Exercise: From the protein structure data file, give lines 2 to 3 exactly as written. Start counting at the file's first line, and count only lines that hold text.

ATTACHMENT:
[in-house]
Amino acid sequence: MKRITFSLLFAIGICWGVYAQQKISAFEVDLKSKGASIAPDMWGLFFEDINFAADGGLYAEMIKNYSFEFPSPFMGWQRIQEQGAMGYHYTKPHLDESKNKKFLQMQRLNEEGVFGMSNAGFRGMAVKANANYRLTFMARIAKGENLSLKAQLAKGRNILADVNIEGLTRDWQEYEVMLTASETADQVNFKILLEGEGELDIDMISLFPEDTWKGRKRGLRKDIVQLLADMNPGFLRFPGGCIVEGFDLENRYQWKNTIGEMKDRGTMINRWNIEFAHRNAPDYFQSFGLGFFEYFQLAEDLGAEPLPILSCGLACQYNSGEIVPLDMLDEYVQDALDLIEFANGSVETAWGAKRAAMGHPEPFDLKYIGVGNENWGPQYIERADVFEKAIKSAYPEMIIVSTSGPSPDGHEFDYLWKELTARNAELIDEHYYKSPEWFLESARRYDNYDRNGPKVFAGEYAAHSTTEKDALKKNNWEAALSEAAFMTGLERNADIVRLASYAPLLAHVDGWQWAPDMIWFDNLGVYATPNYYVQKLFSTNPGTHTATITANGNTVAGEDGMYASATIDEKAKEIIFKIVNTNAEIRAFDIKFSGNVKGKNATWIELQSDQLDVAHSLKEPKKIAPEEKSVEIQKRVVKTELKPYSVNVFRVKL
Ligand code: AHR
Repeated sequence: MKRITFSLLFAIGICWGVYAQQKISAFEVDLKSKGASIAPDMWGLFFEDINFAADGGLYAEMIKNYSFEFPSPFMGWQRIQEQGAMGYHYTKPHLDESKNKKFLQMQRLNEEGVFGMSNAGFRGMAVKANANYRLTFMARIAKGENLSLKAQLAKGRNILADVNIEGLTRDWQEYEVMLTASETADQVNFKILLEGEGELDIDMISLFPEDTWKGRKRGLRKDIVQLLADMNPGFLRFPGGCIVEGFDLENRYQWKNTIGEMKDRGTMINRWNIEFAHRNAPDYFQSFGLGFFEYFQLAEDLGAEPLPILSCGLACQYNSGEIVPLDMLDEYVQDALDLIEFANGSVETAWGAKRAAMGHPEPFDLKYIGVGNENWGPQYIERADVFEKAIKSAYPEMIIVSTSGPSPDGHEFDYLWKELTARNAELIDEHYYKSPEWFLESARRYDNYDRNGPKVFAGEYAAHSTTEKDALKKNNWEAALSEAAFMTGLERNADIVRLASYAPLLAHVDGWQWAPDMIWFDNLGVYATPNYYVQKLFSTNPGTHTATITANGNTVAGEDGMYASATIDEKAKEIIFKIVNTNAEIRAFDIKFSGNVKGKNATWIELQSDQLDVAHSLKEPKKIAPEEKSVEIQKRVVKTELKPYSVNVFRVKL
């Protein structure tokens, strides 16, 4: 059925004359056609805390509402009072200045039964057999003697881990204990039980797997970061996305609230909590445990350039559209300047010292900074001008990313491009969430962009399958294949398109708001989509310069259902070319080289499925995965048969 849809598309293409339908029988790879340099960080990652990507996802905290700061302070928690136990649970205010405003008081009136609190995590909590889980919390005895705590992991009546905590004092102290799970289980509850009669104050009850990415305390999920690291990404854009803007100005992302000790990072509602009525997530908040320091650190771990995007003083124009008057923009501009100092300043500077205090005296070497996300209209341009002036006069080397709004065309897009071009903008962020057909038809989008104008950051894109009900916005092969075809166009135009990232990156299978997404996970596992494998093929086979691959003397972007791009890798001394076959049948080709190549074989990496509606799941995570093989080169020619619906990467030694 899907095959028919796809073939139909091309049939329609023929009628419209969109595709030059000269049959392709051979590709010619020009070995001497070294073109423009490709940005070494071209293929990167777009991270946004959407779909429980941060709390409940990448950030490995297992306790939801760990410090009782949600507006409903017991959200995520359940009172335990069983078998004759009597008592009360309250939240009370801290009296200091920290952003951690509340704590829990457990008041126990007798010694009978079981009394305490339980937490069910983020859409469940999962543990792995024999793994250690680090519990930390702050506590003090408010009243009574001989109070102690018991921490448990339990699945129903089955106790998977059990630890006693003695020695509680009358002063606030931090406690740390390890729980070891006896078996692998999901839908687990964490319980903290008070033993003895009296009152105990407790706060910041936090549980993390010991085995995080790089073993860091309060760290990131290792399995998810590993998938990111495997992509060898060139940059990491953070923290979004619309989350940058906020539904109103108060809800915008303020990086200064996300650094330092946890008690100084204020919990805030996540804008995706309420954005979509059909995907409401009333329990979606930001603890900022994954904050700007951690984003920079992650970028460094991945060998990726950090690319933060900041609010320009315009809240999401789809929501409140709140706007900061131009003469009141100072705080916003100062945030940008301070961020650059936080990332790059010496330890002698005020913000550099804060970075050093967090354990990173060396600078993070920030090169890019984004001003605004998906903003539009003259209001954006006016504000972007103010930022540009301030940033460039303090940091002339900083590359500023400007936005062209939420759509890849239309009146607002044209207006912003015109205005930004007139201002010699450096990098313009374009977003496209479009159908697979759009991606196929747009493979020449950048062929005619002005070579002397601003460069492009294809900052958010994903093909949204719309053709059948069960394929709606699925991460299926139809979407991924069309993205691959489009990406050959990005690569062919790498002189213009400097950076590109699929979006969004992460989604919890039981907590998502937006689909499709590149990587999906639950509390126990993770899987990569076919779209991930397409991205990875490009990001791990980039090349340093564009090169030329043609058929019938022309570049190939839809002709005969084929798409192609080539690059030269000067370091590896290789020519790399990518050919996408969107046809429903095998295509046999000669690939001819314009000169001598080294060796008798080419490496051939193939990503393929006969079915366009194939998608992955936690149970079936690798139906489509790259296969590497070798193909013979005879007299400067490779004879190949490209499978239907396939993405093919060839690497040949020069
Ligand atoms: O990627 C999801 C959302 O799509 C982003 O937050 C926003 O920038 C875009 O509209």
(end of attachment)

Amino acid sequence: MKRITFSLLFAIGICWGVYAQQKISAFEVDLKSKGASIAPDMWGLFFEDINFAADGGLYAEMIKNYSFEFPSPFMGWQRIQEQGAMGYHYTKPHLDESKNKKFLQMQRLNEEGVFGMSNAGFRGMAVKANANYRLTFMARIAKGENLSLKAQLAKGRNILADVNIEGLTRDWQEYEVMLTASETADQVNFKILLEGEGELDIDMISLFPEDTWKGRKRGLRKDIVQLLADMNPGFLRFPGGCIVEGFDLENRYQWKNTIGEMKDRGTMINRWNIEFAHRNAPDYFQSFGLGFFEYFQLAEDLGAEPLPILSCGLACQYNSGEIVPLDMLDEYVQDALDLIEFANGSVETAWGAKRAAMGHPEPFDLKYIGVGNENWGPQYIERADVFEKAIKSAYPEMIIVSTSGPSPDGHEFDYLWKELTARNAELIDEHYYKSPEWFLESARRYDNYDRNGPKVFAGEYAAHSTTEKDALKKNNWEAALSEAAFMTGLERNADIVRLASYAPLLAHVDGWQWAPDMIWFDNLGVYATPNYYVQKLFSTNPGTHTATITANGNTVAGEDGMYASATIDEKAKEIIFKIVNTNAEIRAFDIKFSGNVKGKNATWIELQSDQLDVAHSLKEPKKIAPEEKSVEIQKRVVKTELKPYSVNVFRVKL
Ligand code: AHR